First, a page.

Humans Of Four Corners: Seth Cohen

An In Depth Look Into The Life Of Freshman Seth Cohen

Freshman, Seth Cohen, smiles for picture. (Photo Credits: Seth Cohen's mother)

Freshman, Seth Cohen, smiles for picture. (Photo Credits: Seth Cohen's mother)

Megan Walsh, Writer

Hidden between the halls, the laughs, and the learning there are students that suffer from various illnesses. Freshman, Seth Cohen, is an example of a student who is suffering from an illness that impacts the brain as well as the body known as Cerebral palsy.

“Cerebral palsy affects people in different ways and can affect body movement, muscle control, muscle coordination, muscle tone, reflex, posture, and balance.” The Cerebral Palsy Research Foundation states in their explanation on the illness, they go onto explain the mental side effects of the illness. “People who have cerebral palsy may also have visual, learning, hearing, speech, epilepsy and intellectual impairments.”

Cerebral palsy is caused by a combination of events from before, during, or after the birth of an infant that leads to damage to the infant’s brain. While the illness can stem from a number of reasons, in most cases the cause is unknown. Only a small percent of those diagnosed with it are due to complications during birth, such as lack of oxygen or painkillers. Researches have accepted that it usually comes from issues in causal pathways, events that cause or accelerate injury to the developing brain. For example, even though premature birth may be a risk for the illness, it is the events leading up to the premature birth and not the birth itself that causes cerebral palsy.

Cohen has suffered from cerebral palsy since birth and developed it due to being born eight weeks earlier than he should have. Cohen was in the Neonatal Intensive Care Unit (NICU) for a month. On the day he was born he was placed in an incubator and at points stopped breathing. The hospital staff was able to aid him with his breathing issues but could not stop Cohen’s brain cells from deteriorating due to oxygen deprivation. At age two it was noticed by his mother that he was unable to hold his head up. He was taken to be evaluated by a neurologist and it was then that he was diagnosed with cerebral palsy.

“It was definitely heartbreaking and very difficult,” Cohen’s mother, states. “No mother wants to hear that their child has some neurological issue or disease.”

Cohen has to have occupational speech and physical therapy for six to seven hours a week. Fortunately, Cohen doesn’t require medication for his illness nor has he ever had a major mishap that needed a hospital visit. Nevertheless, he does require other sorts of aid.

“As a normal kid grows up you don’t think of what we have to think of like a wheelchair, medical equipment, what kind of car I’m going to have to get to carry the wheelchair, as he gets heavier how am I going to lift him.” His mother, states, “It’s been a major impact and basically a different way of life.”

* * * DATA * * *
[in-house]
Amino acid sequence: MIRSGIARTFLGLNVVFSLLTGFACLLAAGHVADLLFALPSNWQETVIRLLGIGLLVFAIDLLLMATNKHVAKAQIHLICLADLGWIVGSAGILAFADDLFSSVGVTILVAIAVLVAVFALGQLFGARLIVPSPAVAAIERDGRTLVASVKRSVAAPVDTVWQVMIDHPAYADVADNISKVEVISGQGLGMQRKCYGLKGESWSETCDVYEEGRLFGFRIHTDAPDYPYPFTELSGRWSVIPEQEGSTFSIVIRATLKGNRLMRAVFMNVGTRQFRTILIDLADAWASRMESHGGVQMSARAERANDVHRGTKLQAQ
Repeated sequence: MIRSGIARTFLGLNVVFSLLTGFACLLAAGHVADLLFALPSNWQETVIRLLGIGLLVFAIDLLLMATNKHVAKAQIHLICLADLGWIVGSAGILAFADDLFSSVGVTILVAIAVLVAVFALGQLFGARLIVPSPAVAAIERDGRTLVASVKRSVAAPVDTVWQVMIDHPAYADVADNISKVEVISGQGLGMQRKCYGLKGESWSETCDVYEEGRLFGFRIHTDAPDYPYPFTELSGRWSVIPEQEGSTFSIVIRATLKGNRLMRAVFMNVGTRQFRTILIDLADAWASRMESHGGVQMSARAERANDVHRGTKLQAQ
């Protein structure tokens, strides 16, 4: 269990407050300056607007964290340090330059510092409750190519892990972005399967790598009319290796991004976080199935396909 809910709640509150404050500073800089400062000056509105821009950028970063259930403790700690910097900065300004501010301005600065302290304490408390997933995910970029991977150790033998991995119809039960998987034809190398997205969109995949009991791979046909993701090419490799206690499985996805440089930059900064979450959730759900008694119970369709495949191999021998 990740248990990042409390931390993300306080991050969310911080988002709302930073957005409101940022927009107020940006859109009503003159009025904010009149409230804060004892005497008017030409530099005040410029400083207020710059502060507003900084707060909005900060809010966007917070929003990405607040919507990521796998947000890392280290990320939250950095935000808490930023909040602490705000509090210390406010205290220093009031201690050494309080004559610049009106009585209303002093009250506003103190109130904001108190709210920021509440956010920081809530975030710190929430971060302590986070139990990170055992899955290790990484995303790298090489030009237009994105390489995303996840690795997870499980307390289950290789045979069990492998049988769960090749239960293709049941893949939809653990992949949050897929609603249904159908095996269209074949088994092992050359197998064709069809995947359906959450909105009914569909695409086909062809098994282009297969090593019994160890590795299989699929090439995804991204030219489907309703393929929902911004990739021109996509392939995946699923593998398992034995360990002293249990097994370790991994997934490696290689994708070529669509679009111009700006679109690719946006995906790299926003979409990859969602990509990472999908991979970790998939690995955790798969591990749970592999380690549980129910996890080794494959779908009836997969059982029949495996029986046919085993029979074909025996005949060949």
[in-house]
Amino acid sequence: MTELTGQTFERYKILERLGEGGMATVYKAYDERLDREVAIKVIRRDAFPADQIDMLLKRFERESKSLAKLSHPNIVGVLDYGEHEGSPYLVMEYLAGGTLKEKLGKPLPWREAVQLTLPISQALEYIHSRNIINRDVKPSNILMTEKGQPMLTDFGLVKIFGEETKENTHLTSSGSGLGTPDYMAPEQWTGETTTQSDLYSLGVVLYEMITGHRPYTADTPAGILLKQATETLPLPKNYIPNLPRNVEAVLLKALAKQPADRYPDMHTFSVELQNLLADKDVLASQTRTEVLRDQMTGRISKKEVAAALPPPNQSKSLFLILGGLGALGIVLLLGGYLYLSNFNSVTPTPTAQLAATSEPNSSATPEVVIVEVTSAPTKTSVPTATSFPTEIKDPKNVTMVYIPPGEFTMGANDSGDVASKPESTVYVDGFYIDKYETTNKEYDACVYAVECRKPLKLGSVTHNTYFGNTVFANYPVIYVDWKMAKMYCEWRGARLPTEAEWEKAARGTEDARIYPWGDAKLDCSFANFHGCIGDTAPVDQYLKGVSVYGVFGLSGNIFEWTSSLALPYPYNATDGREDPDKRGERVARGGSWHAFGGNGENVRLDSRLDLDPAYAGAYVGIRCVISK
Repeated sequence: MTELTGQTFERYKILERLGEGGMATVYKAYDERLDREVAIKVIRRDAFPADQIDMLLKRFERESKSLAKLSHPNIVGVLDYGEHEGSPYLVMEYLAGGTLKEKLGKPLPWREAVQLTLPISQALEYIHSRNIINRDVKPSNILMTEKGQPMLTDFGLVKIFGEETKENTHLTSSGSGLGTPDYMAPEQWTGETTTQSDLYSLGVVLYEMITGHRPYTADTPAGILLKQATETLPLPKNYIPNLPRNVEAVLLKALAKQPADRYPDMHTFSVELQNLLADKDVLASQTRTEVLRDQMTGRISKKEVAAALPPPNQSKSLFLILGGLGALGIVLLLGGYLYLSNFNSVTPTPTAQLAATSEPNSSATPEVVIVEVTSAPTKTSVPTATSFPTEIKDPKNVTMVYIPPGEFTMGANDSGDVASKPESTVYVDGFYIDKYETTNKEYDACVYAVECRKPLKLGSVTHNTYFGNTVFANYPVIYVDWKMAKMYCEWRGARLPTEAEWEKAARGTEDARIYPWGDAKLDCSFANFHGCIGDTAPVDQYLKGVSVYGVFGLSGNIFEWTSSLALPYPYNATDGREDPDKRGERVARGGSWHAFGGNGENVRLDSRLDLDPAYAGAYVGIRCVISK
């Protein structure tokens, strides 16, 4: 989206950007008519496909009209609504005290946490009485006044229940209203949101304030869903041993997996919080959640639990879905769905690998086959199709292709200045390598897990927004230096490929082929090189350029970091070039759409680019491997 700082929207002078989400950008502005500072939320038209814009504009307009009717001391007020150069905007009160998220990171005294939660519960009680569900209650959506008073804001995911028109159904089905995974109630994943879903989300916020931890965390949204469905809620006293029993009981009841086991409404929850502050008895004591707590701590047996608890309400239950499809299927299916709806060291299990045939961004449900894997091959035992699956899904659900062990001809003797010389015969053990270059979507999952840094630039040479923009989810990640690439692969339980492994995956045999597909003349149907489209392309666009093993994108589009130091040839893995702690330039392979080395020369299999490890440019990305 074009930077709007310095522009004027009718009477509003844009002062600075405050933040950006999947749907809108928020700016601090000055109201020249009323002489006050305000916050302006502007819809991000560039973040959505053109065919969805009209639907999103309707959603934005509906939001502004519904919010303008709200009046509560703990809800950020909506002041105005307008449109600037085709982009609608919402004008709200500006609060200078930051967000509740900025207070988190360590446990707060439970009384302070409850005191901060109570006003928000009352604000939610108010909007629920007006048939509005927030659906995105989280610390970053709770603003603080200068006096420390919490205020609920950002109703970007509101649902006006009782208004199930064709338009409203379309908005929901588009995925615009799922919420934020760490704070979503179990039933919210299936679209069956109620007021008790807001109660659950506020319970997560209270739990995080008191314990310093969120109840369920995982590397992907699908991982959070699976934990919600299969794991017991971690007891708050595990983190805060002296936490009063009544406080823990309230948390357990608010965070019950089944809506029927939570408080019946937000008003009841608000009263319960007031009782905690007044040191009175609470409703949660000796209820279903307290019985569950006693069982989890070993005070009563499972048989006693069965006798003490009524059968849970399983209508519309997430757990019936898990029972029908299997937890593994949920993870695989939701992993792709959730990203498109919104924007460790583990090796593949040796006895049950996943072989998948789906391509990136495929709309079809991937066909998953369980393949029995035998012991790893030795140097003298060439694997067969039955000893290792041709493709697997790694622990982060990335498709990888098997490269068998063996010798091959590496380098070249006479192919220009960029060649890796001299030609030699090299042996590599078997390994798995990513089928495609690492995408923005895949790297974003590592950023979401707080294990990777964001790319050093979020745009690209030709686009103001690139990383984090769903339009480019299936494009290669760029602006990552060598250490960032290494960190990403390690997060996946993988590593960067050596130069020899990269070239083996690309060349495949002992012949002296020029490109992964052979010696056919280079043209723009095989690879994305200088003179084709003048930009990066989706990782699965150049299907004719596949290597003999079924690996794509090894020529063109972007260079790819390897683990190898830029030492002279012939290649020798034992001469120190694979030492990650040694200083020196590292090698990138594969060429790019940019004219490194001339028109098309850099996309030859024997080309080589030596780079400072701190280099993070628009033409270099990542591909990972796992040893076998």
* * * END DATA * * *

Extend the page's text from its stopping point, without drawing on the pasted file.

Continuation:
Cohen has an aide at school, his aid, Jeremiah Brown, has been helping with special needs for about four years. He started working with Seth in August of last year and so far has had a good experience with him. Previously he has aided children with disabilities, behavioral issues, and disorders such as autism.

“I’ve always had a passion with helping any kids.” Brown explains. “It’s been great. I’m a helper, I’m a giver, I like to help anyone out. I just want the best for him.”

Cohen’s aid helps him with physical activities, such as getting around the halls and writing. Cohen leaves class slightly early so he can beat the hallway traffic. His aid also helps him write any questions and notes during class.

While Cohen does suffer from cerebral palsy, he isn’t defined by his illness. Cohen excels at math and science and has been improving in reading and writing. Cohen continues to flourish as a student and a person.

“Seth is a high character kid. He’s very smart, he always has a positive attitude, wanting to help anyone out, he’s outspoken, he’s great all over. He definitely doesn’t let his condition stop him.” Brown, said.

Not only is he a high achiever, he also has aspirations for the future. Cohen hopes to go to college one day and become a sports agent. In his daily life he fills his time with doing his favorite things such as playing video games and watching videos on YouTube.

“I hope to get a job, specifically coaching sports or being a sports agent and to get into a college even though I have trouble doing things.” Cohen, explains.

Despite the trouble that his condition has given him, Cohen makes the best of what he does have.

“My mom raised me to be a social butterfly.” Cohen, said. “To go out there, talk to people and make friends.”

While Cohen and his family has found some aspects of their lives to be difficult due to his condition, they have managed and have found happiness nevertheless the struggles.

“I can’t imagine our lives without him, he makes us smile and laugh and it totally outweighs everything else.” His mother, states.